How technology will help address critical issues for the UK’s rental market in 2018
With 2017 drawing to a close, naturally predictions come flooding in an attempt to uncover what the next 12 months will have in store for us. But let’s begin by reviewing what this year has meant for the UK’s rental market, before exploring the role of tech in addressing key issues affecting this space.
2017 was bookended by two significant government announcements impacting renters, prospective homebuyers and landlords. Firstly, in March the Chancellor Philip Hammond unveiled that lettings agent fees would be banned, ostensibly helping reduce the cost of renting (although many argued that agents would instead increase rents to recoup these lost fees). And then, in November, Hammond made the bold step to cut stamp duty for first-time homebuyers.
Renters will have welcomed both decisions, which are at very least attempting to alleviate the financial burden on tenants while at the same time supporting them to get onto the property ladder. However, as we enter the New Year, there’s no question that important challenges still remain.
At present, there are 5 million privately rented households in the UK – that’s 21% of the total number of homes across the country. By 2021, this figure is forecast to rise to 5.79 million, or 24%. And as the nation’s rental population expands, demand for rental properties increases and, in turn, rental prices continue to climb.
Coupled with this, underlying issues around tenant rights not being respected, not enough long-term tenancies being offered, and unscrupulous practices by lettings agents (such as advertising properties that are, in fact, not available just to get enquiries in) are all damaging the rental sector. However, the rise of proptech is changing all this.
Thanks to the introduction of new tech-based solutions – such as apps, online platforms or even the use of virtual reality and drones – the whole property industry is on the cusp of a proptech revolution. Indeed, the proptech sector is booming, following the lead of fintech by becoming a disruptive force led by innovative start-ups keen to upset the status quo and make life easier for consumers and businesses alike.
Let’s look at a couple of examples. One of the most obvious is the rise of online lettings and estate agents. Today, the entire process of renting or buying a house can be completed online, with easy-to-use dashboards replacing cumbersome back-and-forth procedures with agents, improving transparency and also saving people a lot of time. Tenants, landlords, homebuyers and sellers can all save money by using these tech solutions because they are not reliant on slow, out-dated processes and a huge amount of legwork to be completed offline.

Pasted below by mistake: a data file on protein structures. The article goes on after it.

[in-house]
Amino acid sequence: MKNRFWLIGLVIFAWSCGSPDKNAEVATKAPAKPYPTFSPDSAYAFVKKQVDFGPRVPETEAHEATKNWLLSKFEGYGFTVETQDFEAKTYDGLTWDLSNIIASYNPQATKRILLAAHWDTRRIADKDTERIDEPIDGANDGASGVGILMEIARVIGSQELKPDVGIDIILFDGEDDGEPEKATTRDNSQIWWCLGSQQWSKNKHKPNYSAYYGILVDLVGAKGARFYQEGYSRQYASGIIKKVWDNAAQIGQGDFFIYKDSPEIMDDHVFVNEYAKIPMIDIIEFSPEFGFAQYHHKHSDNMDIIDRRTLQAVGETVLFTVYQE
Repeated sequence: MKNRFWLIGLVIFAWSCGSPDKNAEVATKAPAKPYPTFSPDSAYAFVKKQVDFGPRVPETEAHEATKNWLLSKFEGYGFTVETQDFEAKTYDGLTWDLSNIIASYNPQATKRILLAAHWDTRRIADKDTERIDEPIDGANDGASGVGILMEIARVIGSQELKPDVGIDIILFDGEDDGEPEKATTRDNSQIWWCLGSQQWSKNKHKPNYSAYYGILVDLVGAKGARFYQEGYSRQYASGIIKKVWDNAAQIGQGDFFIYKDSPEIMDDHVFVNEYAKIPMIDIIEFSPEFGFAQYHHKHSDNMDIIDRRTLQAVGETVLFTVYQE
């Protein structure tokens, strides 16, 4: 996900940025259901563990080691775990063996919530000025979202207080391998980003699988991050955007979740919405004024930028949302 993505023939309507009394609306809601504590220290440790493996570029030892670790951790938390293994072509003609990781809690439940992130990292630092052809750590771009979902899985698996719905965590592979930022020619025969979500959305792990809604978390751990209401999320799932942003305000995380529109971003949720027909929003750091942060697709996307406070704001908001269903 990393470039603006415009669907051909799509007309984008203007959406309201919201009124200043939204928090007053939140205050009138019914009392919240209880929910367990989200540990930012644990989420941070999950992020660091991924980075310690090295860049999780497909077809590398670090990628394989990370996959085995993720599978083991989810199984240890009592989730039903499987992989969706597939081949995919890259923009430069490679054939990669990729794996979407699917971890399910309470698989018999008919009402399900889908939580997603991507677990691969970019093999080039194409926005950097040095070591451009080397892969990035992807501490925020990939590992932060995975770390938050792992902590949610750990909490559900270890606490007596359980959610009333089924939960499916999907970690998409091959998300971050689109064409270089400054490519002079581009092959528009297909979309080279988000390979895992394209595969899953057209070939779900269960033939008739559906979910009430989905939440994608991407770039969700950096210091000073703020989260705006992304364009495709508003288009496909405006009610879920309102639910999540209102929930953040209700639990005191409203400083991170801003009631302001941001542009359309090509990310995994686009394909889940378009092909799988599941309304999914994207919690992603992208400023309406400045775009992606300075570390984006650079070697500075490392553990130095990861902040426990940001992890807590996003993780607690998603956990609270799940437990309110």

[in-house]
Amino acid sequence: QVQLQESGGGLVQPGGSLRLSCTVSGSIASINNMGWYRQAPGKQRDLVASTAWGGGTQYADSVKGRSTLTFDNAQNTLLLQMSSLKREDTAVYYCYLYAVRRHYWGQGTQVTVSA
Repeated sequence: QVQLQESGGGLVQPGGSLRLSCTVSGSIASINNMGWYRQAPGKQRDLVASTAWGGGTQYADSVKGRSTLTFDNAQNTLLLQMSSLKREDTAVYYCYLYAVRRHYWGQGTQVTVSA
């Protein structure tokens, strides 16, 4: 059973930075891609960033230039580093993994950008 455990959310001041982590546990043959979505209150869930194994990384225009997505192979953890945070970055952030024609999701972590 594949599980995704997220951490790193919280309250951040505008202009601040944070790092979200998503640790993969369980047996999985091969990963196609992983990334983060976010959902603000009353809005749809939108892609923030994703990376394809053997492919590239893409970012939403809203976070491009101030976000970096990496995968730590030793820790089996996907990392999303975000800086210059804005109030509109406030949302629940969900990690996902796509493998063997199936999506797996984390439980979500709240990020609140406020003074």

Another example comes in the form of companies that are doing away with deposits. Helping tenants get rid of difficult upfront costs, there are various proptech firms out there today which almost act as insurers, enabling renters to pay a small fee for cover and then only having to worry if something actually goes wrong during a tenancy.
In 2018, awareness of these proptech solutions will inevitably increase. And as more users embrace the efficiency and cost savings such tools deliver, there will be a natural growth in how comfortable people are in relying on tech for renting, leasing, buying or selling of a property. In the same way that many consumers today are perfectly happy using apps to conduct sizeable financial transactions or gain better insight into their expenditure, next year and beyond we will see the British public adopt a similar “tech first” mindset for finding and creating their ideal place to live.
This was a guest post by Fareed Nabir, CEO of LetBritain.